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Teaching Petrology in the 21st Century
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Cutting Edge > Petrology > Teaching Activities > Mass Balance and Mineral Reactions

Mass Balance and Mineral Reactions

Dexter Perkins
,
University of North Dakota
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This activity was selected for the On the Cutting Edge Exemplary Teaching Collection

Resources in this top level collection a) must have scored Exemplary or Very Good in all five review categories, and must also rate as “Exemplary” in at least three of the five categories. The five categories included in the peer review process are

  • Scientific Accuracy
  • Alignment of Learning Goals, Activities, and Assessments
  • Pedagogic Effectiveness
  • Robustness (usability and dependability of all components)
  • Completeness of the ActivitySheet web page

For more information about the peer review process itself, please see http://serc.carleton.edu/NAGTWorkshops/review.html.



This page first made public: Jan 18, 2006

Summary

This is a short exercise to make sure that students understand mass balance and how the different starting assemblages may lead to different results after metamorphism. It is quick but not trivial.

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Context

Audience

Introductory Petrology

Skills and concepts that students must have mastered

Students should know what a mineral reaction is and they should know the basic implications of PT phase diagrams.

How the activity is situated in the course

I use this exercise to help students focus their thinking on the idea of mass balance. This exercise is, surprising to me, not easy for some students to complete. So, the exercise provides a good check and leads to further discussion as needed.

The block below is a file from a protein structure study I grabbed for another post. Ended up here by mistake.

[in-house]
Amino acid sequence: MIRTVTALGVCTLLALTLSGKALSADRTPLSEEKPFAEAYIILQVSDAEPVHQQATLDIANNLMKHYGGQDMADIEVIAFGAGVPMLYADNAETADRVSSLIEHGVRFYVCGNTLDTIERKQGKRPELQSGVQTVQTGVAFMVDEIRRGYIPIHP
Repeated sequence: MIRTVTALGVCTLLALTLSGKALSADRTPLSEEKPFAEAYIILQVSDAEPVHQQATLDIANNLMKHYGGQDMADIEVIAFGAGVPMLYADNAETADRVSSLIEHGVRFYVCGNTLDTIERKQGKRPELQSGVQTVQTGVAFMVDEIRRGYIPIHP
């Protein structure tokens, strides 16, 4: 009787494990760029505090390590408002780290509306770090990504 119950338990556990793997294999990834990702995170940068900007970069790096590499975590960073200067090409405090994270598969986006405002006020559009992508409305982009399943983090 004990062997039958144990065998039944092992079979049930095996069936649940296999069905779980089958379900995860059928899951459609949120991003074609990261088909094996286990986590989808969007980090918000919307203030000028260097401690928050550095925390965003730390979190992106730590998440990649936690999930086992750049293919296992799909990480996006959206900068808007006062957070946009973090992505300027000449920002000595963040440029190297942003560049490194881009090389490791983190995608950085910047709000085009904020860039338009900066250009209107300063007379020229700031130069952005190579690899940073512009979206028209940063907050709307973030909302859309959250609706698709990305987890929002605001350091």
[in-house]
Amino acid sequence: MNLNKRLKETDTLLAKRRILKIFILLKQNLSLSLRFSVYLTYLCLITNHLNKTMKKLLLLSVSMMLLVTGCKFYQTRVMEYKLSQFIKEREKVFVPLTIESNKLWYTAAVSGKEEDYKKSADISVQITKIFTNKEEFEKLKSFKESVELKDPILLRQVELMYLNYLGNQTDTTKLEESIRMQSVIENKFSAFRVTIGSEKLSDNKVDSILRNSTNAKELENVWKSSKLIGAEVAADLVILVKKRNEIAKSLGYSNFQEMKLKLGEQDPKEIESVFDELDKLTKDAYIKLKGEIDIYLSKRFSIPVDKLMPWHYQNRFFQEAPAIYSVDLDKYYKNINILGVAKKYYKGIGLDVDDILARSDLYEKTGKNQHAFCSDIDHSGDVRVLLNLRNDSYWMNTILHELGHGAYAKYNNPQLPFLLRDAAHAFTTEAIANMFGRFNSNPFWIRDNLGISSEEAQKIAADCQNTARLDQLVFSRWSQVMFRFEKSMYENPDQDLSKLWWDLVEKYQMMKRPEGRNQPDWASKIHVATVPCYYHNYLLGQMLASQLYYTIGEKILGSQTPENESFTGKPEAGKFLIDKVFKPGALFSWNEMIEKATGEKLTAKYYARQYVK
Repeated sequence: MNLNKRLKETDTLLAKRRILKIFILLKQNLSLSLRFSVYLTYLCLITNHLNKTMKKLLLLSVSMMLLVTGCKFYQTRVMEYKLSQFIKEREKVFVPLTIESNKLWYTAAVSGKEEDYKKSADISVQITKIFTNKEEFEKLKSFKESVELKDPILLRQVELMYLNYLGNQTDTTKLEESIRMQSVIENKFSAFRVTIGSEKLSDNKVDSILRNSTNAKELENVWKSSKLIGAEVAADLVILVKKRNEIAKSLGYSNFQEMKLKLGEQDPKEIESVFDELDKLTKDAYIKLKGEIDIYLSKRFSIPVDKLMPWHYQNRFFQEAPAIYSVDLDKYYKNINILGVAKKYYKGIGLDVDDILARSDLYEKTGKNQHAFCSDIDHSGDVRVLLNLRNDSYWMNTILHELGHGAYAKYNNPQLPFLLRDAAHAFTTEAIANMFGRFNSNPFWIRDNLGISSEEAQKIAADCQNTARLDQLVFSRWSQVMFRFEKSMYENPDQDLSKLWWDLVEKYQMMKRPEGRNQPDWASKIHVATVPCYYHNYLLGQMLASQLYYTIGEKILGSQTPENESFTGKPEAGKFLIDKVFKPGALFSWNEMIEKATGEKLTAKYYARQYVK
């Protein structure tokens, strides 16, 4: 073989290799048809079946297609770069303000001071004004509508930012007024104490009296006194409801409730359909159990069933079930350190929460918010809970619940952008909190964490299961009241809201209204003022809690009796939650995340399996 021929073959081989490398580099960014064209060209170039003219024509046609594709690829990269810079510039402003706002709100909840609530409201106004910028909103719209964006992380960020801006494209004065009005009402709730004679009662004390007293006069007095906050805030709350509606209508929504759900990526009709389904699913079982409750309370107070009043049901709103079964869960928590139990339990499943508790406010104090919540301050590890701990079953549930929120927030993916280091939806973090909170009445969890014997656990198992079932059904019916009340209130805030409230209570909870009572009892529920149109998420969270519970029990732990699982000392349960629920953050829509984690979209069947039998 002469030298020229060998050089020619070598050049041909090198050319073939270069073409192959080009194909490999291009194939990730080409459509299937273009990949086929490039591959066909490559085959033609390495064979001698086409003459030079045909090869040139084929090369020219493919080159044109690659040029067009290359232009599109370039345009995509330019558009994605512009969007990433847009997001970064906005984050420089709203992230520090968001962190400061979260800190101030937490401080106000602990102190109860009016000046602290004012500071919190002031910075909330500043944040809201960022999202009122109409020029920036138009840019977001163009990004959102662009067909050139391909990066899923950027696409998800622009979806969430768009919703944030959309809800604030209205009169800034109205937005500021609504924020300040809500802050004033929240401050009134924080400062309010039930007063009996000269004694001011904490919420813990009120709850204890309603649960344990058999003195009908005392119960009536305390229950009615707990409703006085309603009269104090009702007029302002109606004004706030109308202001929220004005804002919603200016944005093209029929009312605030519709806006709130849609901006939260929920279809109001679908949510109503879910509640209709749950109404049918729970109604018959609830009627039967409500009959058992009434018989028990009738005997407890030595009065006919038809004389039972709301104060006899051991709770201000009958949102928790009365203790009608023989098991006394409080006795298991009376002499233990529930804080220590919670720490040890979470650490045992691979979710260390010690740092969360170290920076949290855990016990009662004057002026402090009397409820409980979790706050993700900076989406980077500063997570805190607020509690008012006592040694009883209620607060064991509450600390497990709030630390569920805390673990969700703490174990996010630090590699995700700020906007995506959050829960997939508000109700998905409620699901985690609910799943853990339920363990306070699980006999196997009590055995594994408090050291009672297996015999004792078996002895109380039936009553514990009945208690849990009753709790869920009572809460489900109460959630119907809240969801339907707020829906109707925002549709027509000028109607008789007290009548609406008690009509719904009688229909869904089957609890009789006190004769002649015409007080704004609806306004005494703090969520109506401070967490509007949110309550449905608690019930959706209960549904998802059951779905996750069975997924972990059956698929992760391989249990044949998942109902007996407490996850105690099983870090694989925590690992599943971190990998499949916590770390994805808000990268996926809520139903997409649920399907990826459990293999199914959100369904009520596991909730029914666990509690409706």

Goals

Content/concepts goals for this activity

The students learn to use phase diagrams and how to determine the ways that mineral assemblages change during metamorphism.

Higher order thinking skills goals for this activity

This exercise helps students make the connection between phase diagrams (abstract) and real mineral assemblages (concrete).

Other skills goals for this activity

None.

Description of the activity/assignment

This is a short exercise to make sure that students understand mass balance and how different starting assemblages may lead to different results after metamorphism. It is quick but not trivial.

I use this in class and find that students have some difficulties. The exercise then provides the focus of discussion as we work through the difficulties and work toward better conceptual understanding.

Determining whether students have met the goals

This project is not graded. Instead it is used to identify misconceptions. So, the exercise is a success if the students are able to complete it.

More information about assessment tools and techniques.

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Other Materials

Supporting references/URLs

Teaching Phase Equilibria–visit this site for a complete overview of applications of phase equilibria in igneous and metamorphic petrology.

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